Leaf Wilt ( unlikely)

Leaf wilt, also known as maple wilt, is caused by an infection called verticillium. This infection enters the tree by the roots, then spreads upward into sapwood and leaves. Usually the first sign of this infection are scorched, discolored and brown leaves. Branches at the crown of the tree may also start to die off, and the sapwood of the tree–the wood underneath the bark that is carrying nutrients up through the tree–may show olive-green streaks if you cut down to it. Control leaf wilt in its early stages by pruning the infected branches with a sterile instrument. Fertilize your red leaf maple and keep it well-watered, since your tree will need to establish new nutrient pathways so that it can avoid the infected wood entirely, thereby eventually killing the fungus. If the fungus has taken over large portions of your tree, then you will likely need to remove the tree entirely to prevent a wider infestation.

Tar Spot

This fungal infection causes large, black circles to appear on the leaves of the red leaf maple. However, while this is certainly cosmetically unappealing, this infection does not tend to harm the tree. Control the infection by removing affected leaves and branches if necessary. This should remove the issue by the next growing season. However, if you start to notice serious leaf drop, attack the problem with a fungicide.

Leaf Scorch

Leaf scorch of the maple tree is believed to be caused by the environment. Nutritional deficiencies, soil problems, salt, drought and other toxins cause the maple tree’s leaves to begin drying. The margins of the leaves will appear brown but the inside of the leaf often remains green. Leaf drop is common. Diseased areas should be pruned to reduce the spread of the problem. The source of the situation needs to be discovered and rectified in order to restore overall health to the maple tree. Extensive watering of the tree can help the situation. Proper fertilizing is also important.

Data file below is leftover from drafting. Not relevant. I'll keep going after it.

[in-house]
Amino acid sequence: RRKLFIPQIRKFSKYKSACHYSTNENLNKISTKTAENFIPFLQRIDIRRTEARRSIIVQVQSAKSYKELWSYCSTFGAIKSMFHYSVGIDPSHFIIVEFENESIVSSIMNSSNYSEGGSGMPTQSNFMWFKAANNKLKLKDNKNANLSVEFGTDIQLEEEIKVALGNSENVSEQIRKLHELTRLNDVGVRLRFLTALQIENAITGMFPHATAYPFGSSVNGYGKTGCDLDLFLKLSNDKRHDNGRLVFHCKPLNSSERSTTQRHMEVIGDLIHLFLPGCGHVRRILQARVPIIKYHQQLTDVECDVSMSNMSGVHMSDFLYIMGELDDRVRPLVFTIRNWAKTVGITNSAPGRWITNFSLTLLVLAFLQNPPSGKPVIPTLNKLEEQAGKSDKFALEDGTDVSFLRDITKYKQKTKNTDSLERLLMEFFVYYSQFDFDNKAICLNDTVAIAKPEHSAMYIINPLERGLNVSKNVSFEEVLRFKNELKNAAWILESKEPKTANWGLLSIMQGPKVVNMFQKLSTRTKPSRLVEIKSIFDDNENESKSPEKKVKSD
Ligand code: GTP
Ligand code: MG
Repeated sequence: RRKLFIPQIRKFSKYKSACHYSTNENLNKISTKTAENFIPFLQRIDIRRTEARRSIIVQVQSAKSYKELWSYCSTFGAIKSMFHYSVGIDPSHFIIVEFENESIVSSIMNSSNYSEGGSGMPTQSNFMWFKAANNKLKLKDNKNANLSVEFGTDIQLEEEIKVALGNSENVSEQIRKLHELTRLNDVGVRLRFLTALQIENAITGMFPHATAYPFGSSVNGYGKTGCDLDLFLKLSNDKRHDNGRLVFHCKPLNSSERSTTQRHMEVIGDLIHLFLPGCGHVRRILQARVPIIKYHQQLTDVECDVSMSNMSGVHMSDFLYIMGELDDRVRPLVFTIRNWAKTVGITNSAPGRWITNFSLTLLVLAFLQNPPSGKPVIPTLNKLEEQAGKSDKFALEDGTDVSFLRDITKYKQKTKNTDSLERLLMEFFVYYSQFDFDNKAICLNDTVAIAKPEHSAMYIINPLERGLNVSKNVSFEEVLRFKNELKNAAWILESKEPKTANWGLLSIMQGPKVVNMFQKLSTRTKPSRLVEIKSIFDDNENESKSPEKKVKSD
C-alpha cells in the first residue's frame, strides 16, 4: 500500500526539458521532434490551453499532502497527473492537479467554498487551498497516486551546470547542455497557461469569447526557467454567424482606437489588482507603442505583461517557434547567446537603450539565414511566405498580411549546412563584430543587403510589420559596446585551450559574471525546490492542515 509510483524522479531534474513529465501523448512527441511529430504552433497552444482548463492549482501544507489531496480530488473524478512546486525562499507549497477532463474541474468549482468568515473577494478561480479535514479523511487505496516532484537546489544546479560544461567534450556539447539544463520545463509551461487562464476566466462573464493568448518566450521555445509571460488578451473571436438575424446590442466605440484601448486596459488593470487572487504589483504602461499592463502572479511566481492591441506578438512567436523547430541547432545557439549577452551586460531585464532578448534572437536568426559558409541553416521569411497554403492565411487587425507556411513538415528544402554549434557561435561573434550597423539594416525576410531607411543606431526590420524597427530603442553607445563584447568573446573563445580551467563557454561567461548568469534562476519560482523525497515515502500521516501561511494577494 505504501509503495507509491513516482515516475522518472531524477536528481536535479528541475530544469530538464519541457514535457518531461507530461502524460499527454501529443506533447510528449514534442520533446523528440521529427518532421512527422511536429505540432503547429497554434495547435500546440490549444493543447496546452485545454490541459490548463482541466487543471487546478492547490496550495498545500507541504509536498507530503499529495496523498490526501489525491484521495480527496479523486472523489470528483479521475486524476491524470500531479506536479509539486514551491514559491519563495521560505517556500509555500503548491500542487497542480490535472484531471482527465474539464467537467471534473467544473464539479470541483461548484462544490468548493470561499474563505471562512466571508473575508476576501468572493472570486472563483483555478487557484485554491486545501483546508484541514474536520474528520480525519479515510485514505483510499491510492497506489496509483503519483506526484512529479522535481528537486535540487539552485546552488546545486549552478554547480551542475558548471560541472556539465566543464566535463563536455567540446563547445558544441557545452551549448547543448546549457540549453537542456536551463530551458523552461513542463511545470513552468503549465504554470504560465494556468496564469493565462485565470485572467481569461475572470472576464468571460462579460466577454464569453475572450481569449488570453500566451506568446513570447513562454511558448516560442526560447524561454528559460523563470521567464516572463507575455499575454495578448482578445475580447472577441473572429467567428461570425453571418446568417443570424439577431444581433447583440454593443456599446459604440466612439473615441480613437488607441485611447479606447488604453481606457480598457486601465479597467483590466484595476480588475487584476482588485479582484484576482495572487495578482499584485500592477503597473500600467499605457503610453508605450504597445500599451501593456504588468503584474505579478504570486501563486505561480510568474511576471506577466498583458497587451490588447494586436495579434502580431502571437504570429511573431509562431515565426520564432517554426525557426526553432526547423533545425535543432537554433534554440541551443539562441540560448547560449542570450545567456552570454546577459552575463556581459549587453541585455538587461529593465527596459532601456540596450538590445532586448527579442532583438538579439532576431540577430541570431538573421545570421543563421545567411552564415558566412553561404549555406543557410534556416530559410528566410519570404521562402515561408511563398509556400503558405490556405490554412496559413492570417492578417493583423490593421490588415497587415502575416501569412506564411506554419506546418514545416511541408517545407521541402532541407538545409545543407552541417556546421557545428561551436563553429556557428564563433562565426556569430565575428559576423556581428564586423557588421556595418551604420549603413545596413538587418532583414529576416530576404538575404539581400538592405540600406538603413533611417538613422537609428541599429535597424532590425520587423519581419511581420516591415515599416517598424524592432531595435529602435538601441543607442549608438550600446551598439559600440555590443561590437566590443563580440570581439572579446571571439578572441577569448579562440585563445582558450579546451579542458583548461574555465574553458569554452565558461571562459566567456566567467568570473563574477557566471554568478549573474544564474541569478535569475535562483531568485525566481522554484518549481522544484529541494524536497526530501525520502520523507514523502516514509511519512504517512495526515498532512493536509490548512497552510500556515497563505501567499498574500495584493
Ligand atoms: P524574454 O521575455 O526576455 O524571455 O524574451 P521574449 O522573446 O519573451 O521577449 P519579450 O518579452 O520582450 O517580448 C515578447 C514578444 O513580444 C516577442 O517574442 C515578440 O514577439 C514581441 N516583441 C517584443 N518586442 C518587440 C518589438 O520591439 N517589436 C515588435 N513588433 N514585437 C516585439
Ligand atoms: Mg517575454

Barking splitting:There is no single reason for bark splitting on trees. During late winter and early spring, severe cold followed by rapid thawing can result in splits referred to as “frost-cracks.” These “frost” cracks can actually start from a wound inflicted earlier in the tree’s development. Sometimes the crack may remain in the internal wood, but frosts can cause the crack to expand and split the bark. Excessively late growth in the fall, stimulated by warm temperatures, high humidity and high nitrogen levels, can increase susceptibility of trees to frost cracking.

Fluctuating growth conditions may also cause splitting of bark. Dry weather (which slows growth) followed by wet or ideal growth conditions may cause an excessive or vigorous amount of growth leading to splits in the bark.